Over the past couple months, we’ve shared several resources about troubleshooting 2-wire irrigation systems. These resources have included tips for troubleshooting with a multimeter, manufacturer-specific guides, and access to Central’s Two-Wired Decoder Hotline. This year in particular, has been a rough year and our two-wire experts have been in the field helping to troubleshoot and solve issues for our customers.
We thought this was a perfect opportunity to share some of hands-on-experience and recommendations to make two-wire troubleshooting easier and faster. We’ve asked Doug Armour, Central’s Commercial Irrigation Technical Manager, to share his feedback on how to ensure your service call doesn’t turn into a multiple-day problem. Doug has logged countless hours in the field this season and these are the tips he follows when on the job site.
I’ve spent much of the last two months traveling to various job sites to help our customers solve issues with irrigation systems that have experienced problems over time due to degradation or faults in the field wiring. In past articles, I’ve covered various testing and manufacturer-specific resources you can use to identify an issue. These are very effective tools; however, these resources can only work once you have identified the specific wire locations and where the systems were run.
This isn’t an issue if you were the one who installed the system, but many contractors take over sites where they did not do the installation. This creates unique challenges for troubleshooting or upgrading the system. You may not know everything you need to know about a system such as dimensions and sizing, precise locations of wire runs, type of materials used including all valves, heads and other materials, and other system requirements. If you have access to the original design that helps but it’s not perfect. As we all know, plans change due to budgets or other unforeseen issues. If the installer did not keep an accurate list of changes this can create a ton of extras for you: extra time, extra resources, extra headaches. We’re always looking for ways to help you and your team be more efficient.
That’s where as-built drawings come in. These record drawings of installed systems are vital for fast and easy maintenance and troubleshooting.
Most of you are already familiar with as-built drawing, but as a reminder these drawings show the actual location of the installed irrigation system and components versus the original schematic plan. As I mentioned, changes are inevitable because of site conditions and all deviations should be noted and measured.
An architect or a designer who puts together the original design plan will generally have limited involvement with the day-today of the construction. This means that typically, the contractor will be responsible for keeping an accurate list of changes to the original plans. So, it’s important to know what you need to keep track of.
When drawing the as-built, it is important to include:
- A scale for the drawing with a legend of the equipment and a North arrow. This allows for accurate mapping of the project.
- Specific locations of the following project components. Without these, you’ll be “shooting in the dark”. By having the following components accurately identified on the as-built drawing will take the guess work out of troubleshooting.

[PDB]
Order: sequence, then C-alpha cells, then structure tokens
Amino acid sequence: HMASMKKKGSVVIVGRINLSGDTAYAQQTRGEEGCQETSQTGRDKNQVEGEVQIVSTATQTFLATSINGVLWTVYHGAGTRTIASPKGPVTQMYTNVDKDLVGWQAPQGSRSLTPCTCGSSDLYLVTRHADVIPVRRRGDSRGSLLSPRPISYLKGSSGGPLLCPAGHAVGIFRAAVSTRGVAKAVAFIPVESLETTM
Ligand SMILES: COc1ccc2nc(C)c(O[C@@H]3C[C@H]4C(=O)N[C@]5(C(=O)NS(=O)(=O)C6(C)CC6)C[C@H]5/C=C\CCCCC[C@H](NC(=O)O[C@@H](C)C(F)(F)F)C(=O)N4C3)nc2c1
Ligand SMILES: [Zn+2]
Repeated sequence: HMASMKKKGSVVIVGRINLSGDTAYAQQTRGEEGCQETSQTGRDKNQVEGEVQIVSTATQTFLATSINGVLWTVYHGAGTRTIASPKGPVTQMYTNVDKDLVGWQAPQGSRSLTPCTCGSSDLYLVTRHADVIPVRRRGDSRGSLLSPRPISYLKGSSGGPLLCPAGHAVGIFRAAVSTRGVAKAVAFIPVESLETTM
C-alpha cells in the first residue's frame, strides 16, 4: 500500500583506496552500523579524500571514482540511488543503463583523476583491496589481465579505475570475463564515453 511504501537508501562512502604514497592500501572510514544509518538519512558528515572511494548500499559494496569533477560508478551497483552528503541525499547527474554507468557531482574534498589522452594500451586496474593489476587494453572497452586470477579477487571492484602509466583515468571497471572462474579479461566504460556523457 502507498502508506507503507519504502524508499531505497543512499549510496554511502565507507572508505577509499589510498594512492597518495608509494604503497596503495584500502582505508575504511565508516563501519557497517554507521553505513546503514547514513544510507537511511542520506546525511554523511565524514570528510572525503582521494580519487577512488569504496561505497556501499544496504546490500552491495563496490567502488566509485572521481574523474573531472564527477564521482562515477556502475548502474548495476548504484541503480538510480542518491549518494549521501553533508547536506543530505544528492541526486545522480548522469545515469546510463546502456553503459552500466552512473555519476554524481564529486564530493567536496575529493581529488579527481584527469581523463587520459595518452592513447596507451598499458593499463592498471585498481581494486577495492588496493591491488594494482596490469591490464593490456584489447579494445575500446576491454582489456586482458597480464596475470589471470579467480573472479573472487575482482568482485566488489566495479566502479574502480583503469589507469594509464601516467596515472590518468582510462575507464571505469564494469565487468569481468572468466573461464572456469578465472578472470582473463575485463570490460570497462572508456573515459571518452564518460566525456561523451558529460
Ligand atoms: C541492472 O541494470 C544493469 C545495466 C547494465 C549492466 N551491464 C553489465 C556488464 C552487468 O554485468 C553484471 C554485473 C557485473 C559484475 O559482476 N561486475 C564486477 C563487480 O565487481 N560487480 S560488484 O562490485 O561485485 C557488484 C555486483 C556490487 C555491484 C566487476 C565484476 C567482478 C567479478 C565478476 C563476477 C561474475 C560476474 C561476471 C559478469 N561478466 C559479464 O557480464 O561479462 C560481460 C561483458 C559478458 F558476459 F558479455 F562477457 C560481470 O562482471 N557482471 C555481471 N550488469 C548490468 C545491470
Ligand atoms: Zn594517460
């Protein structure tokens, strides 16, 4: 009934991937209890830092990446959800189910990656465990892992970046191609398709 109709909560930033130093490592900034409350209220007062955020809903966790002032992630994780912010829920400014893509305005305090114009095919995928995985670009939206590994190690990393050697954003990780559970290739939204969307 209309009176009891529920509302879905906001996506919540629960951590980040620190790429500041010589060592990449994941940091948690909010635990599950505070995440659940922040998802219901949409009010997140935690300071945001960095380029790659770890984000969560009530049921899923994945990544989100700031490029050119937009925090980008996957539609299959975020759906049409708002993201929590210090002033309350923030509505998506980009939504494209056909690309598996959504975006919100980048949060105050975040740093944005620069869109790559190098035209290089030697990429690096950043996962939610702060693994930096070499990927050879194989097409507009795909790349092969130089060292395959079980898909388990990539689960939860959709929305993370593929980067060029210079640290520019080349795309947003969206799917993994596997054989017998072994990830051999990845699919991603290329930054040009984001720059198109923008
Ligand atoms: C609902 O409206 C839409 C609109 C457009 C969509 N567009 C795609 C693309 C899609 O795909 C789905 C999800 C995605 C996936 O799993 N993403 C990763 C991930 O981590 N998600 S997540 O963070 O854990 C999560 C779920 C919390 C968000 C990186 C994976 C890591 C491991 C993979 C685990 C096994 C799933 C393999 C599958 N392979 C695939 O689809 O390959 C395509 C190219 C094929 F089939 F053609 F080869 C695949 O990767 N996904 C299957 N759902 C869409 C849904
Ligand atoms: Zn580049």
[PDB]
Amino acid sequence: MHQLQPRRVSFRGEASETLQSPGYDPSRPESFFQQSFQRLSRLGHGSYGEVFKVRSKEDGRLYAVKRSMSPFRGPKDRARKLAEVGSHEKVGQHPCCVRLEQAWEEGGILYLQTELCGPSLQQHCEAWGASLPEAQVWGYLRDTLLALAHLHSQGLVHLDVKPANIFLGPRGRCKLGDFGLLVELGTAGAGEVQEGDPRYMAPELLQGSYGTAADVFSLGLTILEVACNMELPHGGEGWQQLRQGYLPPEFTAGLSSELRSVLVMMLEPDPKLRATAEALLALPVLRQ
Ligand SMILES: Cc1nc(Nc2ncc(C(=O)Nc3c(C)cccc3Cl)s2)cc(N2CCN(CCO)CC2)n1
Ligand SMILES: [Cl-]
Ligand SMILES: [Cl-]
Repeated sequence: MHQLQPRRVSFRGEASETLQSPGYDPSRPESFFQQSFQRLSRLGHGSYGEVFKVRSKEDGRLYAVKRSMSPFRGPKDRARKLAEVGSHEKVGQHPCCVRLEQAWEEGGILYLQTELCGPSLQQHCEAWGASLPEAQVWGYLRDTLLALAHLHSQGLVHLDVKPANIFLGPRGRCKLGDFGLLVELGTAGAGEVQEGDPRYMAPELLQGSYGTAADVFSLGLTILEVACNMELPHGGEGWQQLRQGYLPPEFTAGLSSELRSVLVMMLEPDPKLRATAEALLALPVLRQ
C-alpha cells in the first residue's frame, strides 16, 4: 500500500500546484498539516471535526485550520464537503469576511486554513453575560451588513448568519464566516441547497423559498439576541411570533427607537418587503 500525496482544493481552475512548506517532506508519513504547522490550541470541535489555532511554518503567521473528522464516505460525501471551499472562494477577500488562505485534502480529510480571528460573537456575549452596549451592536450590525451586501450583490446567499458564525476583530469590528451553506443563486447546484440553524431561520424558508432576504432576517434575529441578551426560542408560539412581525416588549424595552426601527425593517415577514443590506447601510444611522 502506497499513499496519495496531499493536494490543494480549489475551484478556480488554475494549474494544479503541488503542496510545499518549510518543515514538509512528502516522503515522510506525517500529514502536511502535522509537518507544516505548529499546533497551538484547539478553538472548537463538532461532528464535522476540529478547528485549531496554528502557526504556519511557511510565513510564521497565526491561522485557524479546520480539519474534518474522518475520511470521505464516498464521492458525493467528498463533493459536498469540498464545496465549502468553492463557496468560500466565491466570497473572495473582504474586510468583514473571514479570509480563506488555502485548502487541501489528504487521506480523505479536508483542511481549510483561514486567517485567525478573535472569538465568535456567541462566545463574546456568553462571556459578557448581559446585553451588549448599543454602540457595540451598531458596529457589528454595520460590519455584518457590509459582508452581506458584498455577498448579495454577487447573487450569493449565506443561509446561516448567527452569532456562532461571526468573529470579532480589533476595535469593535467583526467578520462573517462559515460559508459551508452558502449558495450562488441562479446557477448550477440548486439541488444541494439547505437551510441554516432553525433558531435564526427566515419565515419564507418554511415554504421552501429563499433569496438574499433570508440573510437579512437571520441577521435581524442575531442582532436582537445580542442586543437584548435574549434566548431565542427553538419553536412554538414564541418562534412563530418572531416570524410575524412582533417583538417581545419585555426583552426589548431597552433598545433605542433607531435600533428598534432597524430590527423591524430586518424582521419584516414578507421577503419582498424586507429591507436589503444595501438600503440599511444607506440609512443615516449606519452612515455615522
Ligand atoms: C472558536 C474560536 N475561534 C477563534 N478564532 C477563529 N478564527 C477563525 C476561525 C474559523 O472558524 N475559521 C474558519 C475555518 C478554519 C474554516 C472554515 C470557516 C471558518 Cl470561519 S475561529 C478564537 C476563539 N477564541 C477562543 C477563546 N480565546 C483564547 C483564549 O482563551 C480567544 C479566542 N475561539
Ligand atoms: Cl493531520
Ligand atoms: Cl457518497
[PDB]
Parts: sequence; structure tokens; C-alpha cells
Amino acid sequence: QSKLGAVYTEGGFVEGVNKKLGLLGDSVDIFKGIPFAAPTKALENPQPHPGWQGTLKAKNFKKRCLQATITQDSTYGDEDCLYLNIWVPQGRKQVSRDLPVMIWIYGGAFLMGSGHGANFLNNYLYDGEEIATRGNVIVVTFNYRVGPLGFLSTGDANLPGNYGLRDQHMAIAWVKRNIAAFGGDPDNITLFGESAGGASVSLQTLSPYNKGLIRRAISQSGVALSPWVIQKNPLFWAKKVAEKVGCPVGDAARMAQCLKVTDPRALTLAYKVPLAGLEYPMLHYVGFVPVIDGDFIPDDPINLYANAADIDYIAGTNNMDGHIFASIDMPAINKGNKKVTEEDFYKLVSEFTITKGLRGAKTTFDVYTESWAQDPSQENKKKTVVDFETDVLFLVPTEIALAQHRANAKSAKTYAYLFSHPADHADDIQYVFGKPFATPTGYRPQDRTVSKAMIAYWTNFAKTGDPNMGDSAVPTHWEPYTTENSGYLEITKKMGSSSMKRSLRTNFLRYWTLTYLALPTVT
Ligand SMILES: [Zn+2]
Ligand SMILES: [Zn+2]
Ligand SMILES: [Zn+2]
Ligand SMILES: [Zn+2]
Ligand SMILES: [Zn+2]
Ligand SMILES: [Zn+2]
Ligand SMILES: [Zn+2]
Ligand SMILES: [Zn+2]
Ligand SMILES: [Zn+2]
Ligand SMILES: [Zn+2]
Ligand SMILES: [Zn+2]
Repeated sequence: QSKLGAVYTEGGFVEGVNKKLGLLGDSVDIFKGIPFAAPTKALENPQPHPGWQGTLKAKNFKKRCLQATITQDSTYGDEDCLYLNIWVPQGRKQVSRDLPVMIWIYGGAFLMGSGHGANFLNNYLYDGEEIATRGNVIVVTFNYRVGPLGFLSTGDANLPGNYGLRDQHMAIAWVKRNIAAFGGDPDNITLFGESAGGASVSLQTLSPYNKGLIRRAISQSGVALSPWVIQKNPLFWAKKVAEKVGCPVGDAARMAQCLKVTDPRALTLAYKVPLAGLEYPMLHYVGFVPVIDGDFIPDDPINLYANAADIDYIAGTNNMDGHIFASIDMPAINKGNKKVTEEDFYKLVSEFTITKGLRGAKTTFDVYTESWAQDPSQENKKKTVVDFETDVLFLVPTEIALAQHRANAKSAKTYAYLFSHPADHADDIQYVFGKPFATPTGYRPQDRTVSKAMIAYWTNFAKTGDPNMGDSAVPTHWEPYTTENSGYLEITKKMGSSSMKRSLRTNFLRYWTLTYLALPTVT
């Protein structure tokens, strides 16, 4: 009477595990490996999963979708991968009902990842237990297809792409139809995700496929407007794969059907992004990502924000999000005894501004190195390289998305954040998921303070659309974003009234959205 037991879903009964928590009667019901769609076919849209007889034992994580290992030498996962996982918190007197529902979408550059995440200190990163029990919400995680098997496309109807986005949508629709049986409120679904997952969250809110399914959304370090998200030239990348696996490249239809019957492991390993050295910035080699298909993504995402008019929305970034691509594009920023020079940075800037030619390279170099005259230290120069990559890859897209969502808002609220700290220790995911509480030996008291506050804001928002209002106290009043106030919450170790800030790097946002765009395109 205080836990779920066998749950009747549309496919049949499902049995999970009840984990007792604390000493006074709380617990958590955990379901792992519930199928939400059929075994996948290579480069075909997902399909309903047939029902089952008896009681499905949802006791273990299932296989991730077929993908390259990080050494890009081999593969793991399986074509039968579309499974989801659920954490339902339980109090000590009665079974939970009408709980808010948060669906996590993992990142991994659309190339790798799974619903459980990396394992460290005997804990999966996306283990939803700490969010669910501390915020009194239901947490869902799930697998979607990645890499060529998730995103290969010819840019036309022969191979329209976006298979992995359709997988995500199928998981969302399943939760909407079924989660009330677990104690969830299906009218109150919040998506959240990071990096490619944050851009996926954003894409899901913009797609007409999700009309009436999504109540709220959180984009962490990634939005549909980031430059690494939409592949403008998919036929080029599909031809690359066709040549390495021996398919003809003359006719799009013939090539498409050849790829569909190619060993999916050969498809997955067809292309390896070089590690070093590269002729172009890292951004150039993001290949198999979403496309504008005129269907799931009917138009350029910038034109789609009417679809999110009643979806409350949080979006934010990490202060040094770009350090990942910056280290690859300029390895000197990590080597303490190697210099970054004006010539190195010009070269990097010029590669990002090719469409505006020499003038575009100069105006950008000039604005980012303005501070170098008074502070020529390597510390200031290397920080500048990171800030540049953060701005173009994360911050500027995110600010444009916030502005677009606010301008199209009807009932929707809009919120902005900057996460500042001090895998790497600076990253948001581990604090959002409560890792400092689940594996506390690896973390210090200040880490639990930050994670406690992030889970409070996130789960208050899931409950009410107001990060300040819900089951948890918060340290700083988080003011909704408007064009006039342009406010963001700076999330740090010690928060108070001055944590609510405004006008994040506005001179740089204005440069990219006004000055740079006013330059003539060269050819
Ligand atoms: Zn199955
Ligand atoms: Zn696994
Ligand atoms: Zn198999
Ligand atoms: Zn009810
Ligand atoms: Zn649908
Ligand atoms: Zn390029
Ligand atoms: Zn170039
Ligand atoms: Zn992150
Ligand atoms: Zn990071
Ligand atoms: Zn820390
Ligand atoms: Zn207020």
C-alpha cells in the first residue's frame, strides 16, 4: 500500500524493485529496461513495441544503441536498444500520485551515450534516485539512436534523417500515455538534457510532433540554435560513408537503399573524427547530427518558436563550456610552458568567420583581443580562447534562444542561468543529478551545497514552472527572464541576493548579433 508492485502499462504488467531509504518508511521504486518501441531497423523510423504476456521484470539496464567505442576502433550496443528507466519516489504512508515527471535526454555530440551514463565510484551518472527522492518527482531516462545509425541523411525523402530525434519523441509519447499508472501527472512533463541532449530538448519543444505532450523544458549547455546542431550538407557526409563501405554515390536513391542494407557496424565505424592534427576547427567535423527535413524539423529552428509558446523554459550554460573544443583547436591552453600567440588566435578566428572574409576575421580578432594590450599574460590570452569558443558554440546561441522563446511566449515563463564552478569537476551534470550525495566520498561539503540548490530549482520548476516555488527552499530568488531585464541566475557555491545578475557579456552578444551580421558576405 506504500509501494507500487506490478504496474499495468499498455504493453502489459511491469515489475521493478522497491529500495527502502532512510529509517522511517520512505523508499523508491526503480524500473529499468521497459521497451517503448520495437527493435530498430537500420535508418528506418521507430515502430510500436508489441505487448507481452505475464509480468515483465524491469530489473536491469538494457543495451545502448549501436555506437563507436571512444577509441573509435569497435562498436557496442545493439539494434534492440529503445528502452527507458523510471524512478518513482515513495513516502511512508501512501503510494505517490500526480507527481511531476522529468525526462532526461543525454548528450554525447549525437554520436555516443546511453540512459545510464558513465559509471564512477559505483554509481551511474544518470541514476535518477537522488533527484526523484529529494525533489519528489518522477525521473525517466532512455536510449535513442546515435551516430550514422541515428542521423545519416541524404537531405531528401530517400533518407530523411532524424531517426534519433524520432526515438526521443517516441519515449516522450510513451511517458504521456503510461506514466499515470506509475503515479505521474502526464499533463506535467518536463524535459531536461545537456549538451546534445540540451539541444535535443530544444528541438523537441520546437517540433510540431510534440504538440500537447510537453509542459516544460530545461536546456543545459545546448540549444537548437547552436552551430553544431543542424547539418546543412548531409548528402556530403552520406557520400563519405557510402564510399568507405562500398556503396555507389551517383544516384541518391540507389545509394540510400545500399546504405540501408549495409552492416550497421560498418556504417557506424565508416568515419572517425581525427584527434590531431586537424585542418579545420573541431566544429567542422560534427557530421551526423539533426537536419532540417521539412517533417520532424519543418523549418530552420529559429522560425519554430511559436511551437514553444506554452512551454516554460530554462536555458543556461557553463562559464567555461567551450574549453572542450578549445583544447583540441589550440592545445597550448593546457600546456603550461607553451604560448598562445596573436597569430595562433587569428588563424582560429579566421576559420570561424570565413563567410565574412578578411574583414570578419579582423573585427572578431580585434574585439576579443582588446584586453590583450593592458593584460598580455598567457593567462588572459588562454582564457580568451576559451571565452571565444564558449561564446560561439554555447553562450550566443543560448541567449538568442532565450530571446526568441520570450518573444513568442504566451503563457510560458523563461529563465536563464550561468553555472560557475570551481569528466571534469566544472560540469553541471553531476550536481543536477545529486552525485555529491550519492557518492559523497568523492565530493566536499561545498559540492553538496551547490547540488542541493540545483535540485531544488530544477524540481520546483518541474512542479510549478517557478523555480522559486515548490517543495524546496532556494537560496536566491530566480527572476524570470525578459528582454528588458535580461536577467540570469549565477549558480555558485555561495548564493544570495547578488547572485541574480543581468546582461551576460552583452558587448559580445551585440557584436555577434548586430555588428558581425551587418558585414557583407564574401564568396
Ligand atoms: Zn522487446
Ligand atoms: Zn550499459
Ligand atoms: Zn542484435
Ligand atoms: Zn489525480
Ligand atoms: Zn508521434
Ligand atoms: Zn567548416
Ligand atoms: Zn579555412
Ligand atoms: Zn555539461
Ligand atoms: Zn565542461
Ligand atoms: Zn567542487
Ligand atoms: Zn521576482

- The location of the point of connection and type of backflow device
- The location of the controller(s) and sensor(s)
- The location of the pipes and their sizes
- The location of the valves, their sizes and station number or decoder address
- The location of all the wire runs and all splices
- The location of the sprinklers and specify types
- The location of all sleeves
Once the job is complete and all changes have been identified, the architect or designer can create the final as-built drawing. If you do not have access to an architect or designer, Central offers a variety of design services with Certified Irrigation Designers including certified design, take-offs, bid package preparation, as-built drawings, job leads, and more. Let us know if you need help with a design.
The advantage of having an as-built drawing is faster repairs and reduced repair costs.
If you don’t have an as-built drawing for a specific job-site, start making one! All irrigation systems should have as-built drawings but for two-wire systems, it is extremely important. In order to effectively troubleshoot a two-wire system you need to know where the two-wire path(s) run, the location of all splices, and decoder numbers or addresses.
Turn your service calls into hours not days.
As we’ve mentioned in previous articles, troubleshooting can be very frustrating and not always straight forward. A system might have more than one issue or locating what the exact issue is can be challenging. Rely on Central to help, whether it’s questions about troubleshooting or installation, showing you how to use specific equipment, or sharing insight and recommendations on the newest technologies. We stay at the leading edge of the industry and we’re ready to help you grow!
About Doug Armour
Doug Armour, Central’s Commercial Irrigation Technical Manager, is certified by the Irrigation Association as a Landscape Irrigation Water Manager, in addition he holds certifications with Hunter and Rain Bird, and has been factory trained with Tucor. He is an excellent resource for any technical questions about irrigation systems and for troubleshooting systems that are not working properly.